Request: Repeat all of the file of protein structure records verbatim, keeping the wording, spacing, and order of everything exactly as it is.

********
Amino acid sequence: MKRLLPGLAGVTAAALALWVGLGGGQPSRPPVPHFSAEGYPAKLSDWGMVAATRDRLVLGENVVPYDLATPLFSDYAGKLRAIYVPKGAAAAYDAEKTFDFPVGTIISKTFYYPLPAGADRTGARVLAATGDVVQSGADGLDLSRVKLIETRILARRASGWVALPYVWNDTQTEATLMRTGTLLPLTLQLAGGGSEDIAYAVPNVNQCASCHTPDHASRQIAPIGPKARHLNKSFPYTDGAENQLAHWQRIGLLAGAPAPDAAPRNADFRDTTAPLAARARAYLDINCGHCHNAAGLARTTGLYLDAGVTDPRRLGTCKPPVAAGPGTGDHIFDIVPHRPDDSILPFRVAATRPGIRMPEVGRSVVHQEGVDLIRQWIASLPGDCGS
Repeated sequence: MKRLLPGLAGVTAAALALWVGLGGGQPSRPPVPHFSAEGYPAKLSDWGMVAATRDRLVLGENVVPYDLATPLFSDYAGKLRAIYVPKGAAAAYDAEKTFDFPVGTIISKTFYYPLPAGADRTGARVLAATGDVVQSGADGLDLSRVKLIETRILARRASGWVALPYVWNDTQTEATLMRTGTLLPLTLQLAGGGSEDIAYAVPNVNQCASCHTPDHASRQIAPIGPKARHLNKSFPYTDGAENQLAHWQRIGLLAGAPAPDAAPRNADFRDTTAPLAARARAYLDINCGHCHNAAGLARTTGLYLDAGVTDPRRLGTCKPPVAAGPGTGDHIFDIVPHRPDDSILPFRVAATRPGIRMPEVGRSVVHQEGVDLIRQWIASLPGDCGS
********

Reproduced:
Amino acid sequence: MKRLLPGLAGVTAAALALWVGLGGGQPSRPPVPHFSAEGYPAKLSDWGMVAATRDRLVLGENVVPYDLATPLFSDYAGKLRAIYVPKGAAAAYDAEKTFDFPVGTIISKTFYYPLPAGADRTGARVLAATGDVVQSGADGLDLSRVKLIETRILARRASGWVALPYVWNDTQTEATLMRTGTLLPLTLQLAGGGSEDIAYAVPNVNQCASCHTPDHASRQIAPIGPKARHLNKSFPYTDGAENQLAHWQRIGLLAGAPAPDAAPRNADFRDTTAPLAARARAYLDINCGHCHNAAGLARTTGLYLDAGVTDPRRLGTCKPPVAAGPGTGDHIFDIVPHRPDDSILPFRVAATRPGIRMPEVGRSVVHQEGVDLIRQWIASLPGDCGS
Repeated sequence: MKRLLPGLAGVTAAALALWVGLGGGQPSRPPVPHFSAEGYPAKLSDWGMVAATRDRLVLGENVVPYDLATPLFSDYAGKLRAIYVPKGAAAAYDAEKTFDFPVGTIISKTFYYPLPAGADRTGARVLAATGDVVQSGADGLDLSRVKLIETRILARRASGWVALPYVWNDTQTEATLMRTGTLLPLTLQLAGGGSEDIAYAVPNVNQCASCHTPDHASRQIAPIGPKARHLNKSFPYTDGAENQLAHWQRIGLLAGAPAPDAAPRNADFRDTTAPLAARARAYLDINCGHCHNAAGLARTTGLYLDAGVTDPRRLGTCKPPVAAGPGTGDHIFDIVPHRPDDSILPFRVAATRPGIRMPEVGRSVVHQEGVDLIRQWIASLPGDCGS